Why is New York City called the Big Apple?
According to the Museum of the City of New York, the phrase "big apple" was first used by Martin Wayfarer to describe New York City in 1909. He used it in a metaphor describing how New York, "the big apple," gets a disproportionate share of the sap from the country's tree of wealth which is rooted in the Mississippi Valley.
The saying evolved in the 1920s when New York Morning Telegraph sports writer John J. FitzGerald overheard African American stable workers using the phrase while talking about New York's racing scene, which was considered "the big time." Fitzgerald liked it so much he named his racing column "Around the Big Apple." Jazz musicians in the 1930s and 40s made it more popular by using it in the same way, referring to the New York jazz scene as "the big time."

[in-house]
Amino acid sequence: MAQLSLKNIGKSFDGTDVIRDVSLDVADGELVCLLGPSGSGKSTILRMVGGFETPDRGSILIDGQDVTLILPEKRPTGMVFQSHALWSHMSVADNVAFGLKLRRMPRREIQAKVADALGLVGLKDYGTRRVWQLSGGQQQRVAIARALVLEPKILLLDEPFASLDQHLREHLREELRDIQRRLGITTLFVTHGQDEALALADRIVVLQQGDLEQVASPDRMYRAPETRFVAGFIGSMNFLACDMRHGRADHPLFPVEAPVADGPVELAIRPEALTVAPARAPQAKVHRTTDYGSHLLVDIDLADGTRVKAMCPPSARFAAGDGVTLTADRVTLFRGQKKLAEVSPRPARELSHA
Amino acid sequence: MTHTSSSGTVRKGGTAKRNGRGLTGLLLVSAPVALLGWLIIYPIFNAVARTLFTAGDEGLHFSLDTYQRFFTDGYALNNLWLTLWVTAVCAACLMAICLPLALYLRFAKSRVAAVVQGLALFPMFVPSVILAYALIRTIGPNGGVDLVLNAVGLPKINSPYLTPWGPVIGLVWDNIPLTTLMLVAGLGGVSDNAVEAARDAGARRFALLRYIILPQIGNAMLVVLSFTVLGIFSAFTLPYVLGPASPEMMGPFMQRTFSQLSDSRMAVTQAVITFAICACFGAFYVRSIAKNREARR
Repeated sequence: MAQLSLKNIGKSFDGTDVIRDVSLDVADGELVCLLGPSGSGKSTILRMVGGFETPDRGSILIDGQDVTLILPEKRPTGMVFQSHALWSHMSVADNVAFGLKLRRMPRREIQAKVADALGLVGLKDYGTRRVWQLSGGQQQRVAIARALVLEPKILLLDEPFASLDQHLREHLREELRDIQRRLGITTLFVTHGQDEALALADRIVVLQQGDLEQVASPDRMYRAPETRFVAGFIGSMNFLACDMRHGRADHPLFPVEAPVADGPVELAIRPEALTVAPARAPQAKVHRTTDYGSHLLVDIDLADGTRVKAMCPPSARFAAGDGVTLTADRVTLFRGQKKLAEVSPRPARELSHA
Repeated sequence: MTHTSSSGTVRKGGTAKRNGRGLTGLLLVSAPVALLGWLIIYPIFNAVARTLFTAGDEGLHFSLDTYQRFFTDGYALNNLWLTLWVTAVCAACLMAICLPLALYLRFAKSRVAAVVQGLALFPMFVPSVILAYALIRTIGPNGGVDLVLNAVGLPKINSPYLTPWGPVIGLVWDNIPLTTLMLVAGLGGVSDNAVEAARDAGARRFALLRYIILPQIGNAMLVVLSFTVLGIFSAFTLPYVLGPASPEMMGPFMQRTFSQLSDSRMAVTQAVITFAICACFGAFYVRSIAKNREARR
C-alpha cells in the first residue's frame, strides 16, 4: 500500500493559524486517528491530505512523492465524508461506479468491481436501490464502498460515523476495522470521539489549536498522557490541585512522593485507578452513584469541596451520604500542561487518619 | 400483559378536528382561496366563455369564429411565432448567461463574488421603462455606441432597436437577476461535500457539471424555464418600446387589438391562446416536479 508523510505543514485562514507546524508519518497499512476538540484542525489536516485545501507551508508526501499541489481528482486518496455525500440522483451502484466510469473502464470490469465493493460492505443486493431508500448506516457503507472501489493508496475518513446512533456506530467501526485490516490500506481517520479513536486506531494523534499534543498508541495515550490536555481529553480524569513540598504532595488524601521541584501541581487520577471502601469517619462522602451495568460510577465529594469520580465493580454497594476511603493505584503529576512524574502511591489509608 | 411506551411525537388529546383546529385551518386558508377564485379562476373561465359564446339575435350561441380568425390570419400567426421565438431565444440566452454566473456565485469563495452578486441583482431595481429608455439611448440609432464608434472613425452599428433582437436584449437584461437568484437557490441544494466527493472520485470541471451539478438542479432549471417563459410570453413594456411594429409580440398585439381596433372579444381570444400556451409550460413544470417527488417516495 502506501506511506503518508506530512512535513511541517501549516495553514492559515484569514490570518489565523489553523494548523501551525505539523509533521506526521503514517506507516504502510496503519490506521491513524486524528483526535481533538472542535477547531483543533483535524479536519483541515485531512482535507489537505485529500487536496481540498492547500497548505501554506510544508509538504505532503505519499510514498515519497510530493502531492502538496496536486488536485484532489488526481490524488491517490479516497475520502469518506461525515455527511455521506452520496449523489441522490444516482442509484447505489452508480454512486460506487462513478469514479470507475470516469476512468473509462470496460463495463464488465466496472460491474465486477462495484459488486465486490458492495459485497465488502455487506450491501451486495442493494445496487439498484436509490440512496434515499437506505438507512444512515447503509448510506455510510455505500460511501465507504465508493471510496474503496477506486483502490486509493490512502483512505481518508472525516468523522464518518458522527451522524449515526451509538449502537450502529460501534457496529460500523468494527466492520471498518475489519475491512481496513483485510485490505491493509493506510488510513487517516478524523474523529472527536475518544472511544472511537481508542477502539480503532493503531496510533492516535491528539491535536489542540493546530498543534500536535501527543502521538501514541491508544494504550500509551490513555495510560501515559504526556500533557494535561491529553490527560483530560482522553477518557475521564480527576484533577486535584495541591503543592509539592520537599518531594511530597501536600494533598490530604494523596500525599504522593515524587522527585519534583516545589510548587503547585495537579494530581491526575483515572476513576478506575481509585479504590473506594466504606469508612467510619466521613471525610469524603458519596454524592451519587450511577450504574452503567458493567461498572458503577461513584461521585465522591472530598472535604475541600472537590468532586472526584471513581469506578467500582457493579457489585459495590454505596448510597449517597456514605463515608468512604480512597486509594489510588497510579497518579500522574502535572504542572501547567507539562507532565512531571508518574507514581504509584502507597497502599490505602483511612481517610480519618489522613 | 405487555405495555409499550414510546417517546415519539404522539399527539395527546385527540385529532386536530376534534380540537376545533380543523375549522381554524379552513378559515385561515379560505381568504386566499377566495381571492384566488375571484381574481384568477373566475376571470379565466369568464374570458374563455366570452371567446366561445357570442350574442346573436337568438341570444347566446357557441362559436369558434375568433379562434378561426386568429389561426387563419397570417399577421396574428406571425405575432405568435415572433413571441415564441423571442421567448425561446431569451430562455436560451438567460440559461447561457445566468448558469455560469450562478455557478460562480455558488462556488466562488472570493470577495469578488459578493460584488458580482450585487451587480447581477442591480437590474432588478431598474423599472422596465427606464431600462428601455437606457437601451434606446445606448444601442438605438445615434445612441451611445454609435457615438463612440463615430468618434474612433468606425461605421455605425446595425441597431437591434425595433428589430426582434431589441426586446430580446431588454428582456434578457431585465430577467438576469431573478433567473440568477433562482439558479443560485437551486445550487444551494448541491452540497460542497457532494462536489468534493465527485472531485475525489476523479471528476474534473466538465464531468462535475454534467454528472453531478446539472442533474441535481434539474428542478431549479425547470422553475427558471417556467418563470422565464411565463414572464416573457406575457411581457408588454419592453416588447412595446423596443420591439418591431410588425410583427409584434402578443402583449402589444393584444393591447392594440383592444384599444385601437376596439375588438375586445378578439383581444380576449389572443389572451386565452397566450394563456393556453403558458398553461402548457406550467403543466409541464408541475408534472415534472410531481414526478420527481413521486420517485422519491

The name became less prominent for the next two decades until the New York Convention and Visitors Bureau used a red apple during its campaign to increase tourism in the 1970s. Since then the apple has become an international symbol for New York City and the phrase, its unofficial nickname.